When I was in Boy Scouts (now just called Scouts), my Scoutmaster owned a game store. Not as in video games, but as in tabletop and board games. As you might imagine, his enthusiasm for such games rubbed off on his young charges.
Although card games were perennially popular, one of the staples of our troop was Axis and Allies. If you’re not familiar with this game, imagine the game Risk but significantly more complex along nearly every dimension.
(If you’re not familiar with Risk, I’m afraid I can’t help you. This post might not be for you.)
Our Scout troop always had a bunch of middle-aged guys hanging around helping with various events. As a kid I always assumed they were guys who were super into scouting, which to be fair they definitely were. But what I didn’t realize at the time was that they were really just buddies of my Scoutmaster and (not coincidentally) huge nerds. He would often have a running game of Axis and Allies going with some or all of these guys.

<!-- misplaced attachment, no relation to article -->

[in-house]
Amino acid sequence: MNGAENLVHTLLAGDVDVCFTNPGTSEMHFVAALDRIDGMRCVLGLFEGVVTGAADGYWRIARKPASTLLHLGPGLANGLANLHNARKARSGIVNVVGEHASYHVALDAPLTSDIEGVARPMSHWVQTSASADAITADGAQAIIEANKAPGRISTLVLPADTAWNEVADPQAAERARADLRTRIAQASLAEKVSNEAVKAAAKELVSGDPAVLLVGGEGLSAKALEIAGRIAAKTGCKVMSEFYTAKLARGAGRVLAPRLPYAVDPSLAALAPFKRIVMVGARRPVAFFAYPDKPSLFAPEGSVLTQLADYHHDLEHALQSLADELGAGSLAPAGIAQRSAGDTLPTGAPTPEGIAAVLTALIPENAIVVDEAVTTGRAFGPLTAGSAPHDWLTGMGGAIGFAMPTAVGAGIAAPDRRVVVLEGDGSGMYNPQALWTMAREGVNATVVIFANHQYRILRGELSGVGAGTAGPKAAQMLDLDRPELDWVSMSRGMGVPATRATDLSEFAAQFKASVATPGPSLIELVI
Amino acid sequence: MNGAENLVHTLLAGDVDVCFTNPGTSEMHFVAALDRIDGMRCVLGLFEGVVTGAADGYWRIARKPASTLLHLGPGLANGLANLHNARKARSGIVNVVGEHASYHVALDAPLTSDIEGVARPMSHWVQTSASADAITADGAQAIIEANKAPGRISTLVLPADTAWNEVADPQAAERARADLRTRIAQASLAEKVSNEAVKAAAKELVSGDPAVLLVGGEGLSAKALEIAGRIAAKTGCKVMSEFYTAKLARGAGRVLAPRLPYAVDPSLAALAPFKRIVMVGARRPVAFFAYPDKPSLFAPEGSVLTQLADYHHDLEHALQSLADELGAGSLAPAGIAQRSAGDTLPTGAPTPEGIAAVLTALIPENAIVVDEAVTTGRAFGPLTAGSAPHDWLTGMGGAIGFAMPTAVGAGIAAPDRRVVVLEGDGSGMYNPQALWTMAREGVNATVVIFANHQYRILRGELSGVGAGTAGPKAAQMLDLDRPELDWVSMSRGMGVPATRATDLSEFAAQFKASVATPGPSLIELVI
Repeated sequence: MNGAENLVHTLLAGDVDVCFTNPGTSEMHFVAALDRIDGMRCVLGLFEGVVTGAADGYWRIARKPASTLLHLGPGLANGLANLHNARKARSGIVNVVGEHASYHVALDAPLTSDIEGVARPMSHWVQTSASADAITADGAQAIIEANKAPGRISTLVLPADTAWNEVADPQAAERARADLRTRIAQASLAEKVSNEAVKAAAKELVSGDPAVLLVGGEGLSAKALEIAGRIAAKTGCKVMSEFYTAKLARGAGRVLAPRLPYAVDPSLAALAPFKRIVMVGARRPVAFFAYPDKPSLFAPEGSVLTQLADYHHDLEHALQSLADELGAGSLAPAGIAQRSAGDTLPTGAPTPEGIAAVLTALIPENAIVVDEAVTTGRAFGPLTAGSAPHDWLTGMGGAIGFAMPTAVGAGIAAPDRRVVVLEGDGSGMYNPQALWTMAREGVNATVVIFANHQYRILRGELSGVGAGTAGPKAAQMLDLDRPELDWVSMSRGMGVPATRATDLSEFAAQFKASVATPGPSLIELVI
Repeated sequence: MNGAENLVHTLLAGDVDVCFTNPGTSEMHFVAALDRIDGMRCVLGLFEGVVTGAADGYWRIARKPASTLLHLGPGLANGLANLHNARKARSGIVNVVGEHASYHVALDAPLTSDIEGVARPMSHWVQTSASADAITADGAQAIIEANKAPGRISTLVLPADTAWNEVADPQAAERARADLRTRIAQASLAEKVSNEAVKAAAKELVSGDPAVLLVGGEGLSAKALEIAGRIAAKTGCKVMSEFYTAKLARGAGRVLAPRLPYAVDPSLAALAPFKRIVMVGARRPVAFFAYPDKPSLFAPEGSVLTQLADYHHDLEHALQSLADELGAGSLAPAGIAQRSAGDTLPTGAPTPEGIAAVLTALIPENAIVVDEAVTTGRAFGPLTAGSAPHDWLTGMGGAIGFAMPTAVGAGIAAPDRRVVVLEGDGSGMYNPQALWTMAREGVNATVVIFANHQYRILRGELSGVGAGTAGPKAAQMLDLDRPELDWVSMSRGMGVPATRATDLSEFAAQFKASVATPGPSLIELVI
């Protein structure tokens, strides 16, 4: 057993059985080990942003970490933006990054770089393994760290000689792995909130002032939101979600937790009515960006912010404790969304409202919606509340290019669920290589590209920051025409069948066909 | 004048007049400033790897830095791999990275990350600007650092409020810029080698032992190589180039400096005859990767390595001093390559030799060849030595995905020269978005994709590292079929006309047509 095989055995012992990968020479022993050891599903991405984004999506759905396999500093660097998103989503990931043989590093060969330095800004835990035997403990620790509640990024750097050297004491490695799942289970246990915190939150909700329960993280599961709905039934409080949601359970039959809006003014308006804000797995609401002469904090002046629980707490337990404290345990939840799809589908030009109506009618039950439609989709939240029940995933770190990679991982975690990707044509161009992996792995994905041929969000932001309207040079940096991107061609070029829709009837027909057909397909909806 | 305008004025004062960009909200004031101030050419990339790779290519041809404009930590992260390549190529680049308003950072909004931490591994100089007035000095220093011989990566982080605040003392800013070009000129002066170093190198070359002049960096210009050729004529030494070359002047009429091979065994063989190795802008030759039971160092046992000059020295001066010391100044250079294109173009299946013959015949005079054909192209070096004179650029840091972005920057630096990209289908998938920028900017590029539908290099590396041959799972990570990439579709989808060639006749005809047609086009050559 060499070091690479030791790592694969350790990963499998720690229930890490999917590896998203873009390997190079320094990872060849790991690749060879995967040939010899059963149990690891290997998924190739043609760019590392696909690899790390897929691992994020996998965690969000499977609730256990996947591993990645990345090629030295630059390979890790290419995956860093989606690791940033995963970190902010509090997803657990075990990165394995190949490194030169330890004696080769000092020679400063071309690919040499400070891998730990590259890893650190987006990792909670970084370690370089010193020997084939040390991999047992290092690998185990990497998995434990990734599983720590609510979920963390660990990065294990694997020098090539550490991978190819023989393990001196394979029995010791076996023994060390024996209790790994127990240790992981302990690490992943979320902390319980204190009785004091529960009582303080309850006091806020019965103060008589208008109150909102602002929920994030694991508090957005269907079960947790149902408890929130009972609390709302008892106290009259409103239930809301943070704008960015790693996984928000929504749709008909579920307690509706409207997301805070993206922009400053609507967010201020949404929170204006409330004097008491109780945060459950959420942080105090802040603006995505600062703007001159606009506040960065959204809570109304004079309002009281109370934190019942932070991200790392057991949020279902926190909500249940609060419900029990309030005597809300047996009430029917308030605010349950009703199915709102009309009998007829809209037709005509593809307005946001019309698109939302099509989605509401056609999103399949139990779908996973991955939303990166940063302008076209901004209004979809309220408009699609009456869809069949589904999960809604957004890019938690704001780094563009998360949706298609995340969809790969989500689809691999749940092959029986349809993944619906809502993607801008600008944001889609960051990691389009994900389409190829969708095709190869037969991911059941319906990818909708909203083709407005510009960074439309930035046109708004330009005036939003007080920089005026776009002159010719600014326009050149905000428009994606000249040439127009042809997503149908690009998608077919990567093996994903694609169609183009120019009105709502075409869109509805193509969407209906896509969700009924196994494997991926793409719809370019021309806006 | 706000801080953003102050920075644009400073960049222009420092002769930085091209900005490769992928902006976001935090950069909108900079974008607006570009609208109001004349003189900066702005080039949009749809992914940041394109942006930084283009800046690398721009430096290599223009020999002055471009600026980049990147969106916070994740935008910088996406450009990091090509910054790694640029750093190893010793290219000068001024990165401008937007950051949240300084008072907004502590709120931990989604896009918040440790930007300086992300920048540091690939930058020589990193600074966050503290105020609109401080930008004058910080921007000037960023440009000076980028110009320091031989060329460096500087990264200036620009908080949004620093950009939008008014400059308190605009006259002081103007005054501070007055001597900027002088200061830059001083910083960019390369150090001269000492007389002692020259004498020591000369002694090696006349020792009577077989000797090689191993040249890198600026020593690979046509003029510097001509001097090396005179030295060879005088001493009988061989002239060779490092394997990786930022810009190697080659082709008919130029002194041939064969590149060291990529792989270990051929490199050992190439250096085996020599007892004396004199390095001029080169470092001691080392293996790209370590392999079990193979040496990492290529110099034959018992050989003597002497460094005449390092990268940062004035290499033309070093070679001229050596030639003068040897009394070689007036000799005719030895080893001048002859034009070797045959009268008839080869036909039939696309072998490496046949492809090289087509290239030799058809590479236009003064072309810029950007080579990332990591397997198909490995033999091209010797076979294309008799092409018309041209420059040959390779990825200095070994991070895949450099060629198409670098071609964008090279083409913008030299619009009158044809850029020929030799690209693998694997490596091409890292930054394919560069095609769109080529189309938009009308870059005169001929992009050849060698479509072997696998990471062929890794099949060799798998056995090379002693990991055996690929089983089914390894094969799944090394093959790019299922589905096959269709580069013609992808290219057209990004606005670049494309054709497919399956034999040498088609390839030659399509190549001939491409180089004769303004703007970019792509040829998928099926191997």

Sometimes us kids would also get a game going. Some of the older Scouts were pretty good at it. I certainly wasn’t; my attention span was definitely not up to the task of a game that can take multiple days to complete.
Oh, did I mention that one game of Axis and Allies could last for several days? Yeah, that’s a thing.
If we were hiking, each player would meticulously record their position on the board. Then we’d pack up the game, only to break it out the next evening after we’d arrived at our destination. If we were just camping, the game would spend multiple nights set up on a picnic table or folding card table.
I don’t think I ever came even particularly close to winning, which is not overly surprising. It was fun though.